Human capital is defined as the economic value of a person’s work experience and skills, which can cause a hierarchical ranking of employees.

Palmer noted that none of their research will involve testing or even modeling nuclear weapons.

“Our primary modeling demonstrations will be on fast burst fission reactors, and we will be solving problems using and comparing with data from the open literature,” Palmer said. “As for the question of ‘dismantling the nuclear stockpile’, I think you’ll find that there are people in the world who believe that the deterrence provided by the existence of nuclear weapons has led to increased stability in the world, and an absence of world wars.”

Pritikin explained what exactly makes nuclear weapons dangerous.

“Beyond the obvious lethal harm caused by nuclear weapons deployed in Japan in Aug. of 1945, radioactive fallout was covertly released during wartime and the Cold War era from US nuclear weapons production and testing sites,” Pritikin said. “Fallout exposures have been known to result, decades later, in cancers and other serious disease[s] identified as radiogenic – caused by radiation exposure.”

Pritikin noted that many communities were not aware they were exposed to radioactive fallout since the U.S. did not disclose this information until decades later. She listed just a few situations where populations were exposed to radioactive fallout from U.S. nuclear weapons production and testing activities.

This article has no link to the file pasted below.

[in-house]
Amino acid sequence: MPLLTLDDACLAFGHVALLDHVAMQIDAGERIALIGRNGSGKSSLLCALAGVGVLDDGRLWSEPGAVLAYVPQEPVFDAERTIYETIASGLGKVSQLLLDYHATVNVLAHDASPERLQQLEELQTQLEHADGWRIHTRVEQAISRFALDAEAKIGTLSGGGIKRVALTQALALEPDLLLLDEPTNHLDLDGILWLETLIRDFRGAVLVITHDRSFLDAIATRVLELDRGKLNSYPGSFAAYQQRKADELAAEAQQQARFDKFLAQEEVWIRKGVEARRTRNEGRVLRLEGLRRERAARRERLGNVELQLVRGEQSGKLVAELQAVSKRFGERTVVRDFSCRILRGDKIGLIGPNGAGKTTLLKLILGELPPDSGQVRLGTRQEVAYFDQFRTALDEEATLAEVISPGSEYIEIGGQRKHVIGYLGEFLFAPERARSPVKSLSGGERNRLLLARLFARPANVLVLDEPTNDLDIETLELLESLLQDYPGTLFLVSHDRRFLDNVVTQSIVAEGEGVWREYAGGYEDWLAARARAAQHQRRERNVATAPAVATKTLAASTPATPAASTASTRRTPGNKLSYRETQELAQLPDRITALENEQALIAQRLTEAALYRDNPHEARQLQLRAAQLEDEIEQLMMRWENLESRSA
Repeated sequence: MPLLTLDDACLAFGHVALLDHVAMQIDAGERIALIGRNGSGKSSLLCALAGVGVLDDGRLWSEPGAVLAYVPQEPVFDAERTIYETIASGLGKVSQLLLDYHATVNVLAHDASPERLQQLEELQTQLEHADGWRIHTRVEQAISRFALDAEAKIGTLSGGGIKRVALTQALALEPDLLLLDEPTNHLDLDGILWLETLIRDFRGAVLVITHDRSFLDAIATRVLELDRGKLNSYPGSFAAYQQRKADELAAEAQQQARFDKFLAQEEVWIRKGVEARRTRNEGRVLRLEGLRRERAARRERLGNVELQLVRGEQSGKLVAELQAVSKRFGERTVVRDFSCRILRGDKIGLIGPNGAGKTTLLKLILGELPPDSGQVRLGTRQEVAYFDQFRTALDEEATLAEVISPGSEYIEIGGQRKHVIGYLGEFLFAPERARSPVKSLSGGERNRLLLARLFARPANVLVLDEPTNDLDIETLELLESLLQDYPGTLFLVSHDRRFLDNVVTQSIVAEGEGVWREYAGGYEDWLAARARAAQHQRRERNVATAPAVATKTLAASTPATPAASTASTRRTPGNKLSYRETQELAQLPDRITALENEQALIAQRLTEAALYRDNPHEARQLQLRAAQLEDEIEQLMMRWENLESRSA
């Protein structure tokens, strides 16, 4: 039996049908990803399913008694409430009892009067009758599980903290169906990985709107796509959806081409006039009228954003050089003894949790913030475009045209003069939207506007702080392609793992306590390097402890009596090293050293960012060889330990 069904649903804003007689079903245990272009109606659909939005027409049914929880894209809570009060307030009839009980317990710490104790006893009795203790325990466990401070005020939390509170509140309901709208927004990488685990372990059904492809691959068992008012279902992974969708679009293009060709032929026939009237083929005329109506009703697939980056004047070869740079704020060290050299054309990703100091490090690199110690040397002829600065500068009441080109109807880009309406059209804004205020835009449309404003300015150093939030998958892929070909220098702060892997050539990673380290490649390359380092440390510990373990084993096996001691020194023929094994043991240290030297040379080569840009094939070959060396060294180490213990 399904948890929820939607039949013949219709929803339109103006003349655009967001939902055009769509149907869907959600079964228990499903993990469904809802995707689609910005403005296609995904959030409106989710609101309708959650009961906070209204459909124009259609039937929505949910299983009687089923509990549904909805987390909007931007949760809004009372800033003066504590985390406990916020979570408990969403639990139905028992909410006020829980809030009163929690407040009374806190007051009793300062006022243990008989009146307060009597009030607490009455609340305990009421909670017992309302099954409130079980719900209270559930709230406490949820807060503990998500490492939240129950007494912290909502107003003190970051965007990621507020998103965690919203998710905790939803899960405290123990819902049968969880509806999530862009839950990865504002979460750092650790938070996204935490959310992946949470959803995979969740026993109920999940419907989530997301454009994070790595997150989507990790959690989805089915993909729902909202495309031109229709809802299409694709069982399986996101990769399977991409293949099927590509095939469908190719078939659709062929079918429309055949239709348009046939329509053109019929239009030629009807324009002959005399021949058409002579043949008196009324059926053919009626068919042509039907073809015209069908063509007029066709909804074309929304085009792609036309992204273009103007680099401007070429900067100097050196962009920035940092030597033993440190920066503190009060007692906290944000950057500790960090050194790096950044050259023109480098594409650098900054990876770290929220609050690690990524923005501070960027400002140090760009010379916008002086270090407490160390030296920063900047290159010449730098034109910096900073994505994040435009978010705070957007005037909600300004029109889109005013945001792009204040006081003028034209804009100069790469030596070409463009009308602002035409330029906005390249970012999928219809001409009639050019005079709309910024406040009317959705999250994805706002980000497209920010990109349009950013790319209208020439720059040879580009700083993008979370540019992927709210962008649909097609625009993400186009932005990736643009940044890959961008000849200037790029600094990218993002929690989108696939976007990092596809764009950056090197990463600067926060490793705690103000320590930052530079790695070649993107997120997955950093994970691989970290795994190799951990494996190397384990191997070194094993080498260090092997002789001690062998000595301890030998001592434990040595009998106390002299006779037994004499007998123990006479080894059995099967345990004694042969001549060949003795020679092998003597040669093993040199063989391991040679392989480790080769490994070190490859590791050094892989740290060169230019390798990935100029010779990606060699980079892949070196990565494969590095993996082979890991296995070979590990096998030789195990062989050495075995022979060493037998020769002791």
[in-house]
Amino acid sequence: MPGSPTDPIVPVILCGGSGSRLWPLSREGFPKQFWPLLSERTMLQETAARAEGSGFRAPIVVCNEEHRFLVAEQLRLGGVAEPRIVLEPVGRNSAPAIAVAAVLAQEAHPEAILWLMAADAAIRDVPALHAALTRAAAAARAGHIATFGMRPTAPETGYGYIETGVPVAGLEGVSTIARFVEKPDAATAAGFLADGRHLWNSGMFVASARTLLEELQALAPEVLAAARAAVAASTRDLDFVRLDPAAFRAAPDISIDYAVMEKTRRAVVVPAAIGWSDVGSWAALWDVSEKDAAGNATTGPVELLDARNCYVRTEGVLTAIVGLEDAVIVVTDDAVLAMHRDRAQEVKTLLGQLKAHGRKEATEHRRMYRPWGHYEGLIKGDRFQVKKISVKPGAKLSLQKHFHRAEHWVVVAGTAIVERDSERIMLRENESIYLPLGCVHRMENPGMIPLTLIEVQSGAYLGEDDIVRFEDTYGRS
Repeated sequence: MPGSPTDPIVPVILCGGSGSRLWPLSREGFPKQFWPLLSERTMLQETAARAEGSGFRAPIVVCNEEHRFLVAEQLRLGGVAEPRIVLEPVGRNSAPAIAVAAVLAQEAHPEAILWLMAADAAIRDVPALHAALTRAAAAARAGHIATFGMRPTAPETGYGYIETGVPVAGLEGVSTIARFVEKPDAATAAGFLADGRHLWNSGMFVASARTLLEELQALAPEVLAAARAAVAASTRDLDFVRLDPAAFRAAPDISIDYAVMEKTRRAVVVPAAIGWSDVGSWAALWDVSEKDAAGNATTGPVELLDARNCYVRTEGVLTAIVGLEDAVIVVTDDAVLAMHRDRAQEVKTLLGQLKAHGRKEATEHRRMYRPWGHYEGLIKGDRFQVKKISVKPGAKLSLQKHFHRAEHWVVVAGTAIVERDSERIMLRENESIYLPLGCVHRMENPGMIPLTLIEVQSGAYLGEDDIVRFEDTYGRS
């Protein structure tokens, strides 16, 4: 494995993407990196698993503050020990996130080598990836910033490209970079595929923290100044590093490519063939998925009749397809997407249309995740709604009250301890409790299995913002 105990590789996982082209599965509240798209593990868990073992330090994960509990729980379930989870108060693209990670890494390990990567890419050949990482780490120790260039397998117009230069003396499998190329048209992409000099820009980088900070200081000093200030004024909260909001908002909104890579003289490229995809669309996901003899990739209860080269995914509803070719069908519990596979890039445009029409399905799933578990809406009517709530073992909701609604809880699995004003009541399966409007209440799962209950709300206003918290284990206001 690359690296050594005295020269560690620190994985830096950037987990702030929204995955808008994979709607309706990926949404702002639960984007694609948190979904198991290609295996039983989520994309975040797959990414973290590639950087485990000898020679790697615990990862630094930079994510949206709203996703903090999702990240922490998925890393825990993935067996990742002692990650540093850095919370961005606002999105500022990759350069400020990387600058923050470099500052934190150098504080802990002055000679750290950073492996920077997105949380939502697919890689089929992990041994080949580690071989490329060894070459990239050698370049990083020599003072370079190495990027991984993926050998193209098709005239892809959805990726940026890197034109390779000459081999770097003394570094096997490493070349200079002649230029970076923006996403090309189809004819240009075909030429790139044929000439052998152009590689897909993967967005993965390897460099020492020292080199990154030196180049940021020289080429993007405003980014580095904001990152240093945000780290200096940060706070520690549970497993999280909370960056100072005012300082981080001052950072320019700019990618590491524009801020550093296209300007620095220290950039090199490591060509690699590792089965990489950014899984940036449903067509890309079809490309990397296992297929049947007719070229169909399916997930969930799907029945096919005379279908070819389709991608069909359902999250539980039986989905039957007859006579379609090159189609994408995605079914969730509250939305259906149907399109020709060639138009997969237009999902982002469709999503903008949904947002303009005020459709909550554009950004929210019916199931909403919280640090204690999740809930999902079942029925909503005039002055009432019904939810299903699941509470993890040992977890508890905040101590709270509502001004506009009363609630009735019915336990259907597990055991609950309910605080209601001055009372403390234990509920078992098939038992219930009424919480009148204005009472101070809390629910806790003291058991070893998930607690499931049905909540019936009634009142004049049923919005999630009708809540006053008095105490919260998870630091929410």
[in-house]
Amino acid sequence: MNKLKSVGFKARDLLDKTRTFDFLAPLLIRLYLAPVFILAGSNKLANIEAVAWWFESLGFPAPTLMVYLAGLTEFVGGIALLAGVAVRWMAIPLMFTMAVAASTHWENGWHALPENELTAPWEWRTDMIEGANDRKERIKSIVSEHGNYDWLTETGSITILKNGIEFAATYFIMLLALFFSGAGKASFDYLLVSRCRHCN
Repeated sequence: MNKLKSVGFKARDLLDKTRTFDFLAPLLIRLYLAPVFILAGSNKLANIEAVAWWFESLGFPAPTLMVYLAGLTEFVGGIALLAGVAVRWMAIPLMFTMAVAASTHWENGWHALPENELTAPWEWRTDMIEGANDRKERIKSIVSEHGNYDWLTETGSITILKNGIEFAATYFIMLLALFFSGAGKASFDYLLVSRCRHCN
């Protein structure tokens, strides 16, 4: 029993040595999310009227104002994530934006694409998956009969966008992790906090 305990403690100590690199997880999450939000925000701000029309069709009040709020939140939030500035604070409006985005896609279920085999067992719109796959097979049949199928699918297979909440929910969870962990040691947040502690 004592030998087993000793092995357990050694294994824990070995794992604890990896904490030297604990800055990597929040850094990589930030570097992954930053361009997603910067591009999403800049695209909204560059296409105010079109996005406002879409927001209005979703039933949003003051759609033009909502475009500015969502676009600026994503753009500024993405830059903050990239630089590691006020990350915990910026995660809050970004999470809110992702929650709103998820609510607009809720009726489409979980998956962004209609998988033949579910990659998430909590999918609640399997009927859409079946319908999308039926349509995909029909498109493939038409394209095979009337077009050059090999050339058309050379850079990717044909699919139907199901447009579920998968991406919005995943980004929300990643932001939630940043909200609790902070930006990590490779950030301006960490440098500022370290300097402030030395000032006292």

“Nuclear weapons production requires uranium, and those involved in uranium mining, milling and transport have unknowingly inhaled radon and uranium dust, as did their families,” Pritikin said. 

She also said radioactive waste from nuclear weapons production sites throughout the country exposed populations living downstream to radioactivity released from leaking and deteriorating storage drums. Additionally, Pritikin said we still don’t know the extent of the genetic effects to future generations of children born to people exposed to these radioactive sources.

Linda Richards, a professor with the history department at OSU who contributed to the petition, said the NNSA grant hypothetically already has a connection with disarmament as some of the NNSA’s most important work is a result of treaties made to reduce nuclear weapons. 

“We want everyone, especially people in positions of power, to think of creative ways to divest from nuclear weapons as a national threatening worldwide system of abuse,” Richards said. “The 2017 Treaty on the Prohibition of Nuclear Weapons will go into force soon, we want the USA to once again be in line with their previous treaties and commitments to be a leader in disarmament.”

For Richards, the issue of nuclear safety is urgent. 

“We don’t have long to save the earth,” Richards said. “The late Shoshone elder Corbin Harney, who helped to end underground nuclear weapons tests with his leadership, told me in 1986 that when the big winds came it may be too late. Looking out my window at the red sky with whipping winds swirling in ways I had never seen—not even in dust storms—during the fires this summer in southern Oregon shook me to my core. We even had a hint of what a nuclear winter might be like when the smoke blocked the sun for a few days. We must respond and make these changes now for future generations and expand our thinking to find new solutions.”